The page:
Today's blogs are typically websites operated by an individual or a group with frequent postings throughout the day. Though some blogs are essentially personal notebooks or diaries open for the world to see, the more influential blogs post commentary and opinion with clickable links to information about the topic being discussed. New entries pile up on top of older entries, so visitors to the site have to scroll down to read what has been posted earlier.
But perhaps the most important feature of blogs is that they are interactive. That is, readers can post comments, responding to what the blogger says with discussion and information of their own. It was not the Powerline bloggers but a reader who first showed in September why Dan Rather's documents about President Bush's National Guard service were probably bogus. Soon, with the blogs linked together as they are, thousands of amateur detectives were on the case. Experts on typewriters and computer fonts posted their comments, exact duplicates of the memos were generated on personal computers, and soon the case for forgery was made.
The CBS executive who sniffed that a blogger in his pajamas was not to be compared to a professional news organization with its fact-checking resources was missing the point. Bloggers do not work in isolation. What the technology makes possible is the marshaling of thousands of fact-checkers. Blogs have created a whole new atmosphere of information, which has become linked together, harder to hide, and available to everyone with a computer.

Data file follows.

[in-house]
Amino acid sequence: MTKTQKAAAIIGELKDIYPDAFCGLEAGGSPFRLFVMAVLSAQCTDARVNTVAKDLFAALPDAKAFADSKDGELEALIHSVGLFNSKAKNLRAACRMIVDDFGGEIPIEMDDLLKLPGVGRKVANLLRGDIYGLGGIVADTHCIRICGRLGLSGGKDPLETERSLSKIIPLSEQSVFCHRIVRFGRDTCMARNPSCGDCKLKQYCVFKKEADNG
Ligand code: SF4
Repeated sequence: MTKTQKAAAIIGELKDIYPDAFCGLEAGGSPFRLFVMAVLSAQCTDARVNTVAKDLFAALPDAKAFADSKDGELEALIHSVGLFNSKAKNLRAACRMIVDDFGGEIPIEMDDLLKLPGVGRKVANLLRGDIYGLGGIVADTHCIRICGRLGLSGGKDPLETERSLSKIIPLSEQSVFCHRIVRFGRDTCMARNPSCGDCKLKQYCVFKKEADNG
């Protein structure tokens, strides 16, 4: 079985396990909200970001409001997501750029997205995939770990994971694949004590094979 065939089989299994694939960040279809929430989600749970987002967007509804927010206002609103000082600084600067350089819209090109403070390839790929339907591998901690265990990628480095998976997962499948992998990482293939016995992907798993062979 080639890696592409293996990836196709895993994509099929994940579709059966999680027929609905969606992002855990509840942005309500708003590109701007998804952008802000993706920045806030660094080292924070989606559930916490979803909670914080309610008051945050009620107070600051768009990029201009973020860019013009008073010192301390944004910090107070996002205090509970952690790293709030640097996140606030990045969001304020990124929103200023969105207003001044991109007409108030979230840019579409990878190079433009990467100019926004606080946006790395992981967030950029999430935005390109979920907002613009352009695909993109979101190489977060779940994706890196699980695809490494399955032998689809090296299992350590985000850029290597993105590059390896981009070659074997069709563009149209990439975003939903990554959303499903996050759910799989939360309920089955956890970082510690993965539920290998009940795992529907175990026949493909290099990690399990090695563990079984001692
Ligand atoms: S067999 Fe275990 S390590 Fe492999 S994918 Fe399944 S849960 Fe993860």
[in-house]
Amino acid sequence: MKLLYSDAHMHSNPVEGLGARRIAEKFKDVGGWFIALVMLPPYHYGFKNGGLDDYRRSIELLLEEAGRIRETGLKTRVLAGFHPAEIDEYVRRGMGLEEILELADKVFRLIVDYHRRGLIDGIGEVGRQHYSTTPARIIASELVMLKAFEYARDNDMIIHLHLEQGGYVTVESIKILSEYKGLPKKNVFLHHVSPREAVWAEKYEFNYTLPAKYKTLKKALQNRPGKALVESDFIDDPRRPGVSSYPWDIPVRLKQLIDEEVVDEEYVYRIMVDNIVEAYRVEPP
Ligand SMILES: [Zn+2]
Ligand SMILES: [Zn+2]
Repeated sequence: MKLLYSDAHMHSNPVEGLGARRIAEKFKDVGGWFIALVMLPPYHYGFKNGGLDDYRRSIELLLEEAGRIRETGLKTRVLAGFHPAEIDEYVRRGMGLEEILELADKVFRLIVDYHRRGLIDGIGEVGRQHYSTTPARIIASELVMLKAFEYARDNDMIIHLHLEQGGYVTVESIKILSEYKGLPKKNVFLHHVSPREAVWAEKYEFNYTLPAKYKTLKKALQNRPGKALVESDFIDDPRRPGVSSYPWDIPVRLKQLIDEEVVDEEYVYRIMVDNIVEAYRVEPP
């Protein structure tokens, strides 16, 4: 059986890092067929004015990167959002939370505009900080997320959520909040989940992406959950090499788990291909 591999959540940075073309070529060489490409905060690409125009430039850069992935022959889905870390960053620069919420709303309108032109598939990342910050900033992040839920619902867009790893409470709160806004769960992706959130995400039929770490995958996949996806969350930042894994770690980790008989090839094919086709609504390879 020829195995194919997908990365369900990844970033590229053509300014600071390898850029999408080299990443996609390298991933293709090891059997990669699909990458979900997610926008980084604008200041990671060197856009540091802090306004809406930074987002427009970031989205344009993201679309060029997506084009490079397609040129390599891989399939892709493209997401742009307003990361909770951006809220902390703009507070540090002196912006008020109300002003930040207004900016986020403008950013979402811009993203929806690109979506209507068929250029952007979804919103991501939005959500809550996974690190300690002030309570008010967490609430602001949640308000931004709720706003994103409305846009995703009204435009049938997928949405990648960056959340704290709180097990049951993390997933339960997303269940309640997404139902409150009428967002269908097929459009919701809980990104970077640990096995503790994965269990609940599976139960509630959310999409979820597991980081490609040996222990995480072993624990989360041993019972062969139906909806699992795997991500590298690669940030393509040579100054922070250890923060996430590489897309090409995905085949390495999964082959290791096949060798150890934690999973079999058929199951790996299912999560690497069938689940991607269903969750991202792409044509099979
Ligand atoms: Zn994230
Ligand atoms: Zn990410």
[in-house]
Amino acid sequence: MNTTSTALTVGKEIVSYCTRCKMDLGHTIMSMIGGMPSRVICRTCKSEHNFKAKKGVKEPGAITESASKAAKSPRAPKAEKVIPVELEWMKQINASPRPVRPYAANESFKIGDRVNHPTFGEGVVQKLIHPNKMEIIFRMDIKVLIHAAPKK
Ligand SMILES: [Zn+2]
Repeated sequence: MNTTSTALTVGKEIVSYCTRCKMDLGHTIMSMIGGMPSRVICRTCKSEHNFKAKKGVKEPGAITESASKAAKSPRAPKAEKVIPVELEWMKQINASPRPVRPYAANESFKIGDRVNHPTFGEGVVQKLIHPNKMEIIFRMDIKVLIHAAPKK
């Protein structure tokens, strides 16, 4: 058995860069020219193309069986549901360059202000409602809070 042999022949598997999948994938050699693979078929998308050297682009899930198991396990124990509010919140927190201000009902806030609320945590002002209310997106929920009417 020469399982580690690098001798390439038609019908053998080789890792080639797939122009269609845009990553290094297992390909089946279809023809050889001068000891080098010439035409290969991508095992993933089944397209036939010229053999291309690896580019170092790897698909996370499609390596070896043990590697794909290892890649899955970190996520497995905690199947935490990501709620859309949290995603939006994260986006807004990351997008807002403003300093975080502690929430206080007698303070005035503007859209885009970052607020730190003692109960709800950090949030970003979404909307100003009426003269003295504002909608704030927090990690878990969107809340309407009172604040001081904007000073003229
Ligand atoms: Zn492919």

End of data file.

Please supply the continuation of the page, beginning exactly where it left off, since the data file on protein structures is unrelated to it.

Mr. Hewitt calls this "open-source journalism," in which an elite journalism establishment no longer has the monopoly on news and analysis, readers can collaborate with writers, and a free market of ideas and information can emerge.
In his new book Blog, due out in January, Mr. Hewitt traces the short but ground-shaking history of the blogosphere. He identifies four key stories that marked the clout of blogs over the mainstream media.
In 2002, Sen. James Strom Thurmond (R-S.C.) marked his retirement with a 100th birthday party. Among the dignitaries and colleagues scheduled to speak was Senate Majority Leader Trent Lott. During his remarks, the Mississippi Republican said, "I want to say this about my state: When Strom Thurmond ran for president, we voted for him. And if the rest of the country had followed our lead, we wouldn't have had all these problems over the years, either."